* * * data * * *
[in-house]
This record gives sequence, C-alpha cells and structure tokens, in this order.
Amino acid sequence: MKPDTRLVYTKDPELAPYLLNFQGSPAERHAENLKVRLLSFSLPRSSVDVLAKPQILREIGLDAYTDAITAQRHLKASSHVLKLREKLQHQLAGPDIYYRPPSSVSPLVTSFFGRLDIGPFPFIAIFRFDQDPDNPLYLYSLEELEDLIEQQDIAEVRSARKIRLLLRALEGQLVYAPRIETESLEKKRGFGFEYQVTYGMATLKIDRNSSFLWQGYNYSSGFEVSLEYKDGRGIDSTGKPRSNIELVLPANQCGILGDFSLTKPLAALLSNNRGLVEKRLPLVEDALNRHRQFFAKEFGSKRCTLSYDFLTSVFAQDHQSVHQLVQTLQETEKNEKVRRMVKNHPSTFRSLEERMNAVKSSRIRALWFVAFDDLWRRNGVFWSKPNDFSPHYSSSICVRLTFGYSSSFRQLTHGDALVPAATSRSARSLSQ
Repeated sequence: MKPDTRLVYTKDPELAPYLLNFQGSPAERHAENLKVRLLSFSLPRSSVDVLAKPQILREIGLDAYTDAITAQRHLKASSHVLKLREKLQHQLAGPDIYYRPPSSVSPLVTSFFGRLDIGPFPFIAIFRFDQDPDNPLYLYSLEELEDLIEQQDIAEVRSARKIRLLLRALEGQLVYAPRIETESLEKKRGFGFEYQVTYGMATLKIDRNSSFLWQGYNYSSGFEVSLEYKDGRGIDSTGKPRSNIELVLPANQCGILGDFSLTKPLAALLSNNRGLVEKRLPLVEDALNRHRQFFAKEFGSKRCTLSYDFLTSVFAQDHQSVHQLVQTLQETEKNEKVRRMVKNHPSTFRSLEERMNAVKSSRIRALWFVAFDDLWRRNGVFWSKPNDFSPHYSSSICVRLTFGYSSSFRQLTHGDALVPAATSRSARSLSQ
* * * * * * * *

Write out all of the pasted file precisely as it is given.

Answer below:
[in-house]
This record gives sequence, C-alpha cells and structure tokens, in this order.
Amino acid sequence: MKPDTRLVYTKDPELAPYLLNFQGSPAERHAENLKVRLLSFSLPRSSVDVLAKPQILREIGLDAYTDAITAQRHLKASSHVLKLREKLQHQLAGPDIYYRPPSSVSPLVTSFFGRLDIGPFPFIAIFRFDQDPDNPLYLYSLEELEDLIEQQDIAEVRSARKIRLLLRALEGQLVYAPRIETESLEKKRGFGFEYQVTYGMATLKIDRNSSFLWQGYNYSSGFEVSLEYKDGRGIDSTGKPRSNIELVLPANQCGILGDFSLTKPLAALLSNNRGLVEKRLPLVEDALNRHRQFFAKEFGSKRCTLSYDFLTSVFAQDHQSVHQLVQTLQETEKNEKVRRMVKNHPSTFRSLEERMNAVKSSRIRALWFVAFDDLWRRNGVFWSKPNDFSPHYSSSICVRLTFGYSSSFRQLTHGDALVPAATSRSARSLSQ
Repeated sequence: MKPDTRLVYTKDPELAPYLLNFQGSPAERHAENLKVRLLSFSLPRSSVDVLAKPQILREIGLDAYTDAITAQRHLKASSHVLKLREKLQHQLAGPDIYYRPPSSVSPLVTSFFGRLDIGPFPFIAIFRFDQDPDNPLYLYSLEELEDLIEQQDIAEVRSARKIRLLLRALEGQLVYAPRIETESLEKKRGFGFEYQVTYGMATLKIDRNSSFLWQGYNYSSGFEVSLEYKDGRGIDSTGKPRSNIELVLPANQCGILGDFSLTKPLAALLSNNRGLVEKRLPLVEDALNRHRQFFAKEFGSKRCTLSYDFLTSVFAQDHQSVHQLVQTLQETEKNEKVRRMVKNHPSTFRSLEERMNAVKSSRIRALWFVAFDDLWRRNGVFWSKPNDFSPHYSSSICVRLTFGYSSSFRQLTHGDALVPAATSRSARSLSQ